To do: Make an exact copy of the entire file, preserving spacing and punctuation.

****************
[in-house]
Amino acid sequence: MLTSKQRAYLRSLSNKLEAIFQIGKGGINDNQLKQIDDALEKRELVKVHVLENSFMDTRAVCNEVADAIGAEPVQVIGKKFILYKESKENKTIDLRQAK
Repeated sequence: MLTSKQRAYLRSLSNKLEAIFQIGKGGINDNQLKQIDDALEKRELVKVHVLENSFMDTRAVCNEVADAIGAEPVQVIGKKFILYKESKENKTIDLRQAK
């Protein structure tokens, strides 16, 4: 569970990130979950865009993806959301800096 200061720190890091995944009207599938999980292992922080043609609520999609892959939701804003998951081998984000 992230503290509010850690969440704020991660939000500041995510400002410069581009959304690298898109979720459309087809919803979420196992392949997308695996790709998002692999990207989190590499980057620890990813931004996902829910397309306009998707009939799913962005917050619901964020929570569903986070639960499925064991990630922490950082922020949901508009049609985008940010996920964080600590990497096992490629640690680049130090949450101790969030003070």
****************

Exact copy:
[in-house]
Amino acid sequence: MLTSKQRAYLRSLSNKLEAIFQIGKGGINDNQLKQIDDALEKRELVKVHVLENSFMDTRAVCNEVADAIGAEPVQVIGKKFILYKESKENKTIDLRQAK
Repeated sequence: MLTSKQRAYLRSLSNKLEAIFQIGKGGINDNQLKQIDDALEKRELVKVHVLENSFMDTRAVCNEVADAIGAEPVQVIGKKFILYKESKENKTIDLRQAK
């Protein structure tokens, strides 16, 4: 569970990130979950865009993806959301800096 200061720190890091995944009207599938999980292992922080043609609520999609892959939701804003998951081998984000 992230503290509010850690969440704020991660939000500041995510400002410069581009959304690298898109979720459309087809919803979420196992392949997308695996790709998002692999990207989190590499980057620890990813931004996902829910397309306009998707009939799913962005917050619901964020929570569903986070639960499925064991990630922490950082922020949901508009049609985008940010996920964080600590990497096992490629640690680049130090949450101790969030003070």